Life Lessons From Living With HIV
When I discovered that I was living with HIV, I thought my life was over. Little did I know that it would become something that I accepted and learned from.
Things can be overwhelming: It is okay
All things considered, life itself can get overwhelming. But living with HIV can be overwhelming too.
Managing emotions and side effects or acquiring our medications can sometimes take a toll. It is important to know that being overwhelmed or stressed out is okay.
We are allowed to have these feelings, and they are valid feelings.
When we feel overwhelmed, we should take the time to enjoy some self-care.
I enjoy taking a hot bath or having a cup of hot tea the most. But there are so many options for self-care. Some of these other options include exercise, getting a pedicure or a massage, swinging on a swing set, or having a healthy meal.
Status weeds out the unworthy
When I was newly diagnosed, I allowed the people who did not want to associate with me to rule my emotions. It was hard to know that some people found me beneath them because I am HIV positive. I spent years being afraid to disclose to other people for fear of their reactions.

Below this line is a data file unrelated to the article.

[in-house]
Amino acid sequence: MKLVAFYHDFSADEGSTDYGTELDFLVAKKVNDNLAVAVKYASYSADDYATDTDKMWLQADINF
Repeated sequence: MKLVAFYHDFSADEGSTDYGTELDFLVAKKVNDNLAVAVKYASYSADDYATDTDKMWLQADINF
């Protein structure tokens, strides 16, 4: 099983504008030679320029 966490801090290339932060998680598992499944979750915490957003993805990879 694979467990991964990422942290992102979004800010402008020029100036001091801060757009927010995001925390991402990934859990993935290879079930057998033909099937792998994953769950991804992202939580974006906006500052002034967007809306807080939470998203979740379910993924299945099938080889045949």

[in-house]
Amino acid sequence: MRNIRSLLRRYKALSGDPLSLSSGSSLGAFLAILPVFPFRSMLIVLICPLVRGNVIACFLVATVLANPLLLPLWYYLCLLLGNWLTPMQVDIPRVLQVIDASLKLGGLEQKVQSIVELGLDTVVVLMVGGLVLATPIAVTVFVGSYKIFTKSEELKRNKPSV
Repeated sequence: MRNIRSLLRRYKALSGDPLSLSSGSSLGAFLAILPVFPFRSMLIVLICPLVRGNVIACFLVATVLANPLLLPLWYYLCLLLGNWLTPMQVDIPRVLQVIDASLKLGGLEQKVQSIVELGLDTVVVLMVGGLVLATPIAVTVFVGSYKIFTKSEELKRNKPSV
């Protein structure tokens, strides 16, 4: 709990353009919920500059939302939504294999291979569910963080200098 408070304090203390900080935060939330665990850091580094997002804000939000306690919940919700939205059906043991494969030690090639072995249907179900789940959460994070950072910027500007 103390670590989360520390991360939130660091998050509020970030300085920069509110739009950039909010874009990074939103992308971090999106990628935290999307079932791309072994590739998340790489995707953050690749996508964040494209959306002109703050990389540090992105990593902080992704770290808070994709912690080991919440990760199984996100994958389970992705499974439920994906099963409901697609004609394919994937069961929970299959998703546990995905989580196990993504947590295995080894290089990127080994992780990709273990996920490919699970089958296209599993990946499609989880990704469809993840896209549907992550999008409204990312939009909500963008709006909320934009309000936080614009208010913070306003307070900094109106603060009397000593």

Eventually, I learned that my status would weed out the unworthy people. If somebody does not want to be in my life due to my status, then they are not the quality of individuals that I want in my life. Some people can be amazing, while others can be less than average. This can help prevent me from getting attached to an unworthy individual.
A good pharmacist is a life changer
It may seem like a strange life lesson, but when you have a chronic illness, or a few, having a good pharmacist can change everything.
My pharmacist has helped me with my medication management in several ways. The first way is by automatically refilling my prescriptions by automatically contacting my doctors when a prescription needs a refill.
Additionally, my pharmacist works hard to ensure my prescriptions are coded correctly and covered by my insurance and prescription assistance program. This helps keep my out-of-pocket cost as low as possible.
Community is key
I have learned that participating in the HIV community is key to a positive mental health outlook. While I do not have a local HIV community to participate in, I have found a community at H-I-V.net.
The benefits of being able to connect with other people who are living with HIV have been amazing. This online community removed the feelings of isolation that I was facing. It also provided me a place to acquire answers to my random questions without waiting to see my infectious disease doctor.
Sometimes just knowing that somebody else is there, even though it is in a virtual form, helps provide a sense of belonging and comfort.
What are some life lessons you have learned from living with HIV?
Do you wear a red ribbon on World AIDS Day?